2011 was my year for going back through my collection of disappointing patterns to see if fitting alterations could make any of them useful. With the exception of a loose-fitting shirt style and the frequently pre-tested jacket, I didn't find any overlooked treasures. Given all that pattern-adjusting and sewing with no new clothes to show for it, I decided to bite the bullet and order some new patterns. (Oh, for the days when they cost $1.25!) This "Vogue 8598" blouse with shoulder-princess seams was the winner of the bunch. It was easy to make the full-bust adjustment (or maybe I just have had a lot of practice lately), and that was the only change I made to the basic design. I wore this blue rayon shirt Friday, and it fit fine and didn't reveal any design flaws or tendencies to bunch or pull under a jacket. The shirt collar is a little over-sized, so next time, I'll replace it with a more "normal" menswear collar. I'm planning to try it next in a crisp cotton, and if that works well, perhaps I'll use it for the cotton-linen blend I dyed last summer.
This tunic pattern, "Vogue 7858," was half-price the day I ordered patterns, and I thought it looked intriguing, perhaps as a light-weight over-blouse for summer air conditioning. This turned out to be one of those cases where Vogue's drawing doesn't match the pattern. The side front horizontal seam doesn't sit at the bust, as the drawing shows, but well under the bust, giving quite a different garment shape. A quick look at the multi-size tissue pattern also revealed that the sizes were not graded--larger sizes were simply wider than smaller sizes.
Years ago, Vogue was reliable for excellent line drawings and accurate estimates of wearing ease. The blouse pattern above (Vogue 8598) was just as depicted on the pattern envelope. Still, since I'd already blown the money on pattern and postage, I made some pattern alterations, and sewed a muslin. I thought it looked promising, so I cut it out of some Guatemalan cotton fabric I bought in Costa Rica in 1983. I was really glad to have the serger for neatly-finished seams on the ravel-y hand-woven.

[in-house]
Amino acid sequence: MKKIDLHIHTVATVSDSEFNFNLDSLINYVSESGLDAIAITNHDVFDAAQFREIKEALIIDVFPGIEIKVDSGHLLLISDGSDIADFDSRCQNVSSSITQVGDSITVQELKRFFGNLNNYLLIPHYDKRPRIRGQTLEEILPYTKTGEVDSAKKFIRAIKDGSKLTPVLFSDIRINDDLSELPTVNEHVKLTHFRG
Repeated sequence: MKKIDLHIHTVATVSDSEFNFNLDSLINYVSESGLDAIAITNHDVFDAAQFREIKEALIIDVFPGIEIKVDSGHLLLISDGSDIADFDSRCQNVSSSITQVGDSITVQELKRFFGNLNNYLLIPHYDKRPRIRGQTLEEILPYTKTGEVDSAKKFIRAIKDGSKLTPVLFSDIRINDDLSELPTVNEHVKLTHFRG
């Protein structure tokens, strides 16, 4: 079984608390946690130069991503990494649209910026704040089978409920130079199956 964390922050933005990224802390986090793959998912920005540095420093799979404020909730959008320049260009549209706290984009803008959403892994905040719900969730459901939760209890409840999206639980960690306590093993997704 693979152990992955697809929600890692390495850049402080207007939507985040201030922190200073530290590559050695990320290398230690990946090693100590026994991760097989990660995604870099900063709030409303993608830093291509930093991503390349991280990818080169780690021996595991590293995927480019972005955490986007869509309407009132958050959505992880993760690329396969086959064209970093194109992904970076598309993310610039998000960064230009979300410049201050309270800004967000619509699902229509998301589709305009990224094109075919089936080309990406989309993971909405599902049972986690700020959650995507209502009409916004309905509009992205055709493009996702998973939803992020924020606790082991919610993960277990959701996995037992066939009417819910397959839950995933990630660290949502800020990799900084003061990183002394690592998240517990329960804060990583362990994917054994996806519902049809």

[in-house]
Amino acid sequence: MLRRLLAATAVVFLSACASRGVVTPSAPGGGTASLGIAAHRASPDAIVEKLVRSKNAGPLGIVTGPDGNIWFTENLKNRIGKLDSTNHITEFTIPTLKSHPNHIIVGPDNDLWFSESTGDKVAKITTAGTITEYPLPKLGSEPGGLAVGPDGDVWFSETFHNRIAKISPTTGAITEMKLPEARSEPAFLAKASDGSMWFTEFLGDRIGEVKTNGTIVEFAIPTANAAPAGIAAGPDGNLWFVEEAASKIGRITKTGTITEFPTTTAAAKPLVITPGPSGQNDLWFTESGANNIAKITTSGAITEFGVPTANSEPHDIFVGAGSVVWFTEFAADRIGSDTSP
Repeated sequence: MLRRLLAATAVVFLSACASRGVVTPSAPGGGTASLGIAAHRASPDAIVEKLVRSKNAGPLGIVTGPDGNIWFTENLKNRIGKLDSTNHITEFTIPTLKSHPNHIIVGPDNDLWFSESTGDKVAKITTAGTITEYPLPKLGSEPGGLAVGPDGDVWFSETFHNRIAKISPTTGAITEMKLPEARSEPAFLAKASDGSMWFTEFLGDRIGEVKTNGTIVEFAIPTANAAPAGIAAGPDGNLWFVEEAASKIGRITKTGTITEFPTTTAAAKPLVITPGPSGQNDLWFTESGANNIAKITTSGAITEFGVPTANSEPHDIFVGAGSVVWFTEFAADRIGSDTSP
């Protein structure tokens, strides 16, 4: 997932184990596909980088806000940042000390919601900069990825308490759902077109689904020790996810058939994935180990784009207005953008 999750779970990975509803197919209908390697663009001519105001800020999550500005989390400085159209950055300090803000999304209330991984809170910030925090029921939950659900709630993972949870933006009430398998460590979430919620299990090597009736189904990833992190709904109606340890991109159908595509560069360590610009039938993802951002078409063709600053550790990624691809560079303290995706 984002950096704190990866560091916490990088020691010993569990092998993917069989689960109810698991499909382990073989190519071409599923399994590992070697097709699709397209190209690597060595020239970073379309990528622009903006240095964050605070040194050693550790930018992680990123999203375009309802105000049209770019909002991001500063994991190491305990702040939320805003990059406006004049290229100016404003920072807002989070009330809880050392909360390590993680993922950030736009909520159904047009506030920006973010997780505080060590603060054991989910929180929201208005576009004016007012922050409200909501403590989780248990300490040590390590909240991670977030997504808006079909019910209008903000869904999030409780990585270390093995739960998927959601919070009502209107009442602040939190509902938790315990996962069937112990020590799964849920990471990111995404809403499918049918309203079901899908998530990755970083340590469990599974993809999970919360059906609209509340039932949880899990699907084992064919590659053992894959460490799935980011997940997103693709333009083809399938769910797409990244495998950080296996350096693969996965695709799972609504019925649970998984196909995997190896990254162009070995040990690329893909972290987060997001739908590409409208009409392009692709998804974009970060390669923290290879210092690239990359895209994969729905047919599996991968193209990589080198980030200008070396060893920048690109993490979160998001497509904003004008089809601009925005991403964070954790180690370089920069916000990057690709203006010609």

While the muslin (made of actual muslin) seemed to be the right size for an over-blouse, the finished garment in a heavier, coarser weave seems a bit too large. I think it has a future as lounge-wear, but I'm unlikely to use it as a light jacket in work settings. (These days work clothes are less in demand than lounge wear, so this is not a problem.) Should I ever sew this again, I would definitely use a smaller size One size smaller, or two? I'm not sure.
Despite the way their pattern line's name fits with my philosophy, I've never had much luck with McCall's "Stitch and Save" patterns. Still, the price was right, and I'd been intrigued with this Empire style blouse since I first saw an expensive custom-designed version of it several years ago. Although the pattern is adaptable for various bra-cup sizes, my first muslin indicated that I needed a further full-bust adjustment, and some narrowing at the shoulder seams. The second muslin seemed to fit, so I tried it in this blue silky polyester (from my mom's 1980's collection).
Ah, if only I had tried sitting down in the muslin, I could have saved this fabric for some more successful project. When I sit down while wearing jeans, my, um, need for wearing ease around the waist increases. In fact, even when I was as young and nearly as slim as the model on the pattern envelope, that wearing ease issue was there for me. I suspect the jeans-wearing model herself never made the mistake of sitting while wearing this fashion. I ripped out the side seams and added substantial gussets, so I can sit down, but I suspect when I finally wear this blouse out and about that it will not be a success in either comfort or appearance.